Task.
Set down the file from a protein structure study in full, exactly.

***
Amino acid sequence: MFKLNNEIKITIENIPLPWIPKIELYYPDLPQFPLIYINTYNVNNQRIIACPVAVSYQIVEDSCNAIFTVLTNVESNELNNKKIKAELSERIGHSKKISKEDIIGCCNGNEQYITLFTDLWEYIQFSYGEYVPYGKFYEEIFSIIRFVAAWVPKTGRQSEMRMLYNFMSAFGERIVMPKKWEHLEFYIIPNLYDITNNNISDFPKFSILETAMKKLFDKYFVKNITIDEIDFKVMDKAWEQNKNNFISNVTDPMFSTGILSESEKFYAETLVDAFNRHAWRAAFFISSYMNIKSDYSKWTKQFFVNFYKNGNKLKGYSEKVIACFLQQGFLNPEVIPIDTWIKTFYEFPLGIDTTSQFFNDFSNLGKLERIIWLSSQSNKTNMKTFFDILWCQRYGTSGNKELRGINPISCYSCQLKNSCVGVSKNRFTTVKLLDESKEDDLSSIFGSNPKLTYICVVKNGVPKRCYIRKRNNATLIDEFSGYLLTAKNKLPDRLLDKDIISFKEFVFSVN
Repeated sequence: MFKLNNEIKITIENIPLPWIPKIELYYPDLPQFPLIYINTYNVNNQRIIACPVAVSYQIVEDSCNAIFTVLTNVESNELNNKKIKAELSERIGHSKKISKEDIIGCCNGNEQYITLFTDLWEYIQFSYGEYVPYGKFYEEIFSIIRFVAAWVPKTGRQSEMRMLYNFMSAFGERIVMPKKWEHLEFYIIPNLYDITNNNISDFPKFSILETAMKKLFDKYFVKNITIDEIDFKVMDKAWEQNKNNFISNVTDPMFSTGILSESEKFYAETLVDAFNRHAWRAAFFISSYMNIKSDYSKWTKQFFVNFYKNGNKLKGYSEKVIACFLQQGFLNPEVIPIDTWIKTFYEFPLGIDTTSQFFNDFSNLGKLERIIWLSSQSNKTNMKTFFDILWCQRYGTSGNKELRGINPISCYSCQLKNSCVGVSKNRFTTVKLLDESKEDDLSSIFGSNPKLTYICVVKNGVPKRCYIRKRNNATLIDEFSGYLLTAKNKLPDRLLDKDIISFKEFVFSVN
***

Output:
Amino acid sequence: MFKLNNEIKITIENIPLPWIPKIELYYPDLPQFPLIYINTYNVNNQRIIACPVAVSYQIVEDSCNAIFTVLTNVESNELNNKKIKAELSERIGHSKKISKEDIIGCCNGNEQYITLFTDLWEYIQFSYGEYVPYGKFYEEIFSIIRFVAAWVPKTGRQSEMRMLYNFMSAFGERIVMPKKWEHLEFYIIPNLYDITNNNISDFPKFSILETAMKKLFDKYFVKNITIDEIDFKVMDKAWEQNKNNFISNVTDPMFSTGILSESEKFYAETLVDAFNRHAWRAAFFISSYMNIKSDYSKWTKQFFVNFYKNGNKLKGYSEKVIACFLQQGFLNPEVIPIDTWIKTFYEFPLGIDTTSQFFNDFSNLGKLERIIWLSSQSNKTNMKTFFDILWCQRYGTSGNKELRGINPISCYSCQLKNSCVGVSKNRFTTVKLLDESKEDDLSSIFGSNPKLTYICVVKNGVPKRCYIRKRNNATLIDEFSGYLLTAKNKLPDRLLDKDIISFKEFVFSVN
Repeated sequence: MFKLNNEIKITIENIPLPWIPKIELYYPDLPQFPLIYINTYNVNNQRIIACPVAVSYQIVEDSCNAIFTVLTNVESNELNNKKIKAELSERIGHSKKISKEDIIGCCNGNEQYITLFTDLWEYIQFSYGEYVPYGKFYEEIFSIIRFVAAWVPKTGRQSEMRMLYNFMSAFGERIVMPKKWEHLEFYIIPNLYDITNNNISDFPKFSILETAMKKLFDKYFVKNITIDEIDFKVMDKAWEQNKNNFISNVTDPMFSTGILSESEKFYAETLVDAFNRHAWRAAFFISSYMNIKSDYSKWTKQFFVNFYKNGNKLKGYSEKVIACFLQQGFLNPEVIPIDTWIKTFYEFPLGIDTTSQFFNDFSNLGKLERIIWLSSQSNKTNMKTFFDILWCQRYGTSGNKELRGINPISCYSCQLKNSCVGVSKNRFTTVKLLDESKEDDLSSIFGSNPKLTYICVVKNGVPKRCYIRKRNNATLIDEFSGYLLTAKNKLPDRLLDKDIISFKEFVFSVN